Thursday, September 11, 2014

Ray Rice, the fallacy of hero worship, and the invincibility of the bottom line

He never did own his actions
With two furious punches to his fiancee's head inside an elevator, one of the NFL's lauded heroes became its biggest monster
Ray Rice was for years one of my favorite famous people in sports, let alone one of my favorite players. He was, dating back to his Rutgers college days, a standup guy with a great public attitude and a work ethic and performance to match.
Then we found out he beat up his fiancee in a New Jersey casino elevator, and that changed immediately. You could see the dust from my fandom floating in the air after how fast my allegiances to Ray Rice disappeared.
See, because while I'm not so sure about how the rest of the nation sees domestic violence, me finding out a person I look up to just beat down their S.O. is for me a pretty quick dealbreaker. And never mind difficulty with sentiment. If I can walk away from everyone and everything I've ever known to come live in a place like Seattle (as I did 10 years ago), I should have no trouble reconciling a sudden and decisive end to my fandom for anyone or anything over a sordid discovery.
In fact, growing up in Vegas taught me that underneath the public facades that so many put up there is in many cases a giant self serving asshole who will step on whoever they need to and give zero fucks about what they're doing wrong or who they're hurting. And that's just the random tourists: Both my folks as well as several friends worked in prominent Vegas Strip casinos and have met hundreds of celebrities from both sports and entertainment. While many were great people, many were total dickheads, some beyond the scope of reason and sanity (and no, I'm not naming names, but some of the bad ones include some of my childhood favorites and some of yours). I think merely by growing up in Vegas I had given up the notion of public figures being heroes by adulthood.
So it makes a little less sense to me than it does to others that we have any responsibility to protect Ray Rice from prosecution and other punishment to the fullest extent of the law. At the same time, I realize why the public and the NFL and the relevant governments are having a harder time with what should otherwise be a Judge Dredd style slam dunk decision. People for years looked up to Ray Rice as not just a football star, but one of the shining beacons of everything that was right about football, a great character guy and an example to the rest of us... before this.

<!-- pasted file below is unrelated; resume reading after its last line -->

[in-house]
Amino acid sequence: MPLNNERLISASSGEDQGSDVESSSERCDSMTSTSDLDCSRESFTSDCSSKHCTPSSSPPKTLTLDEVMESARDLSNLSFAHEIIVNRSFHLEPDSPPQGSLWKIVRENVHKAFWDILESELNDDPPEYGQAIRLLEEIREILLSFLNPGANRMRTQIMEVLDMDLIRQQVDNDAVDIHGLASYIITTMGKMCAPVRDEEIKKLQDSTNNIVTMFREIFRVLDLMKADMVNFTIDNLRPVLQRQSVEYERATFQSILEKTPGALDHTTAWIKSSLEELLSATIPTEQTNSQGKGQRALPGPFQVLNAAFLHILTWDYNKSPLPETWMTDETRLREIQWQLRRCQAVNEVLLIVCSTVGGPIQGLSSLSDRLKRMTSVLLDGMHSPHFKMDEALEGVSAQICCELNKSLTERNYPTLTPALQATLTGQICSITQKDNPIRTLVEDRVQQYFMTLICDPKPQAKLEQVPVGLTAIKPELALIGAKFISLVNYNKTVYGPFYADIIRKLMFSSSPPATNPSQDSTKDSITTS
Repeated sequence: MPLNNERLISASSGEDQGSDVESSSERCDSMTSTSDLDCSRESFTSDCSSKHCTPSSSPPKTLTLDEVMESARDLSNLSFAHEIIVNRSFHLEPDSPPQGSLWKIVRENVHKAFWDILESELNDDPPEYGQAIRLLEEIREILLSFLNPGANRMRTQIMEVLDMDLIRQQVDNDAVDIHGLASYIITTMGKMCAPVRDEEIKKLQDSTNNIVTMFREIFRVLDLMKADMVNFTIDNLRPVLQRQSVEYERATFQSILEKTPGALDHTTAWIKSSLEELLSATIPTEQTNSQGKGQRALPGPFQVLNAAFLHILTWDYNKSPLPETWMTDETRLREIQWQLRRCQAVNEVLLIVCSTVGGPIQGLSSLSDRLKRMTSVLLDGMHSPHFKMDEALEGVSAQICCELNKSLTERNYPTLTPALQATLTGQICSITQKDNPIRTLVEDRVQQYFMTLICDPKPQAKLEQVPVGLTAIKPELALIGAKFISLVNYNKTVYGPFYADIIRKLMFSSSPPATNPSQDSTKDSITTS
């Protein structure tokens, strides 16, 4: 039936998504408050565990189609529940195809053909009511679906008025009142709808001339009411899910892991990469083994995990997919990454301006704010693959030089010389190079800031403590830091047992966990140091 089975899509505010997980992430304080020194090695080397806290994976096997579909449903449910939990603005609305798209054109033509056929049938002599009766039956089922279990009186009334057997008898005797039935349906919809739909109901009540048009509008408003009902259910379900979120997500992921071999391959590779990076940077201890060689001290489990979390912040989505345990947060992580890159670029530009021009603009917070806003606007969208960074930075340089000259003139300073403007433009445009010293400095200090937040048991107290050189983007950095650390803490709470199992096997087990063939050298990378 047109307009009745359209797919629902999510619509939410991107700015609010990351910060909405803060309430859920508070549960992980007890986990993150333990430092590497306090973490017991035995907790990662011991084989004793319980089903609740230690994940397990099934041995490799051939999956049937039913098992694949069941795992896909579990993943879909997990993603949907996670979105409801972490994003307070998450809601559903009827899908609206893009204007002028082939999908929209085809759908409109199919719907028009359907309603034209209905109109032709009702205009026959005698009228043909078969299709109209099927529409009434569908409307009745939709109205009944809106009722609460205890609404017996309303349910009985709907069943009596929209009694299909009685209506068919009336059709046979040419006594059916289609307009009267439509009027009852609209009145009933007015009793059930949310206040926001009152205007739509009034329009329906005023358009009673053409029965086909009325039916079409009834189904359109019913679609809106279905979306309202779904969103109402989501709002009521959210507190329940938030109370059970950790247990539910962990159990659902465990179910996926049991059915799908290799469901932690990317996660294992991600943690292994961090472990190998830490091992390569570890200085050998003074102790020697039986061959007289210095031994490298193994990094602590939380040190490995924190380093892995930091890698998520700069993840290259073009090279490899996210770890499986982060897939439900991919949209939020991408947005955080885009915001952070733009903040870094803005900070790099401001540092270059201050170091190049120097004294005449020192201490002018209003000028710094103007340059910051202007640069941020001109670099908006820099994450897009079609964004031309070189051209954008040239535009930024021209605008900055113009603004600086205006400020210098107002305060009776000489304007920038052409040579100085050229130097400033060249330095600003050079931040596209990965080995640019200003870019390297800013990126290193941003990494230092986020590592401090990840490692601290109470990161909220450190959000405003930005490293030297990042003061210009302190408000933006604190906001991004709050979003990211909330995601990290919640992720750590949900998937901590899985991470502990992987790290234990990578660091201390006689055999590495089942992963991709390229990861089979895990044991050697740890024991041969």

I did not... have viewing relations... with that video... of Ray Rice.
The NFL Commissioner claims he made a decision on Ray Rice's actions without viewing video footage of those actions even though the NFL had received that video in advance. This is probably not an honest claim by the Commisioner.
This sentimental disconnect probably has a little bit to do with why NJ authorities and why Roger Goodell have so badly screwed up how they have handled the due process and punishment for Rice's behavior.
It's no secret that many across America were already not happy in general with Roger Goodell's tenure as NFL Commissioner. The Ray Rice disaster was not really so much a cherry on top of a shit cake as it was a barrel of watermelons dumped in a splattering heap atop it, leaving the table looking like the unholy marriage of a scat film set and the stage at the end of a Gallagher show.
In fact, scat, slapstick and bigotry might be appropriate symbols for Goodell's handling of this whole disaster. The NFL's role in the subsequent failed cover up is nauseatingly disgusting, Ray Rice acted out a Three Stooges short on his fiancee's face, and many people both uninvolved and directly involved have shown that they still have a culturally backwards sense towards whether or not it's ever okay to physically strike a significant other over a domestic dispute.
Like many of you, I want Roger Goodell gone after this. Hell, I wanted him gone before this, given his cavalier disdain for serious issues facing the league such as the serious health and brain-damage problems of retired players.
But as it was before, Roger Goodell isn't going anywhere no matter how upset we get with him, no matter how much media figures like Keith Olbermann rake his credibility over the coals, because the only people who can oust him are the other owners. And the only reason they would oust him is if his decisions were directly impacting their bottom line.
And as angry as the public gets over the Rice disaster, 50K-70K are still going to pack every NFL stadium hosting a game this weekend. Millions of fans across the world are still going to tune in and obsess over this weekend's games. Advertisers still see the incredible value in reaching an audience of this size and have no intentions of pulling their NFL sponsorships over a commissioner's mishandling of a domestic violence case involving one of his players.
And given that, none of us angry at Goodell have any leverage to oust him over it. None. His placement as commissioner is by and large a business decision. His role by and large is to make business decisions. And the league's decision to oust him would have to be by and large a business decision. The NFL is not going to lose a significant portion of its business over the outrage.
This never minds the sordid reality that a good portion of the other players, coaches and executives, not to mention the fans, are probably themselves wifebeaters, people who see no big deal in taking a swing at their wives/girlfriends/fiancees, especially provided they say sorry later and move on. That's a whole other can of worms that goes beyond football, let alone the Ray Rice disaster.
Roger Goodell probably doesn't deserve to be the face of anything, let alone the NFL, after this disaster. But sadly there isn't much of anything we can do about it.

No comments:

Post a Comment